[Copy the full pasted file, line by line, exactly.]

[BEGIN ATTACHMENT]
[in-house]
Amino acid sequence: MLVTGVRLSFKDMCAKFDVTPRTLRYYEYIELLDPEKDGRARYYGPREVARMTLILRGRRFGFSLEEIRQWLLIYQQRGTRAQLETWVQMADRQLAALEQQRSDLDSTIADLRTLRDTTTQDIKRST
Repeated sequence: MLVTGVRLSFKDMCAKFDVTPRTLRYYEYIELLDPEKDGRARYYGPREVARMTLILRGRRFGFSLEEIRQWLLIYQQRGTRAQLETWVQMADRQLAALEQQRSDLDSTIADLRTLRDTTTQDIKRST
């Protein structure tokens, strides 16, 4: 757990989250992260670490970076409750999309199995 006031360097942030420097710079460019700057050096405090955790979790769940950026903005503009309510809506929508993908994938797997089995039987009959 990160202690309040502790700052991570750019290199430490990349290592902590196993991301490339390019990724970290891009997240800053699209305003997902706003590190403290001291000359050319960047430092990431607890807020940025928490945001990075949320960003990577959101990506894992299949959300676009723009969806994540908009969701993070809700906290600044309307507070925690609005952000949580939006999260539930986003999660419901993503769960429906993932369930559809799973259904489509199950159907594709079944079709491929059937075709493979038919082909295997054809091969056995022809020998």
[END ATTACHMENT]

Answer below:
[in-house]
Amino acid sequence: MLVTGVRLSFKDMCAKFDVTPRTLRYYEYIELLDPEKDGRARYYGPREVARMTLILRGRRFGFSLEEIRQWLLIYQQRGTRAQLETWVQMADRQLAALEQQRSDLDSTIADLRTLRDTTTQDIKRST
Repeated sequence: MLVTGVRLSFKDMCAKFDVTPRTLRYYEYIELLDPEKDGRARYYGPREVARMTLILRGRRFGFSLEEIRQWLLIYQQRGTRAQLETWVQMADRQLAALEQQRSDLDSTIADLRTLRDTTTQDIKRST
């Protein structure tokens, strides 16, 4: 757990989250992260670490970076409750999309199995 006031360097942030420097710079460019700057050096405090955790979790769940950026903005503009309510809506929508993908994938797997089995039987009959 990160202690309040502790700052991570750019290199430490990349290592902590196993991301490339390019990724970290891009997240800053699209305003997902706003590190403290001291000359050319960047430092990431607890807020940025928490945001990075949320960003990577959101990506894992299949959300676009723009969806994540908009969701993070809700906290600044309307507070925690609005952000949580939006999260539930986003999660419901993503769960429906993932369930559809799973259904489509199950159907594709079944079709491929059937075709493979038919082909295997054809091969056995022809020998």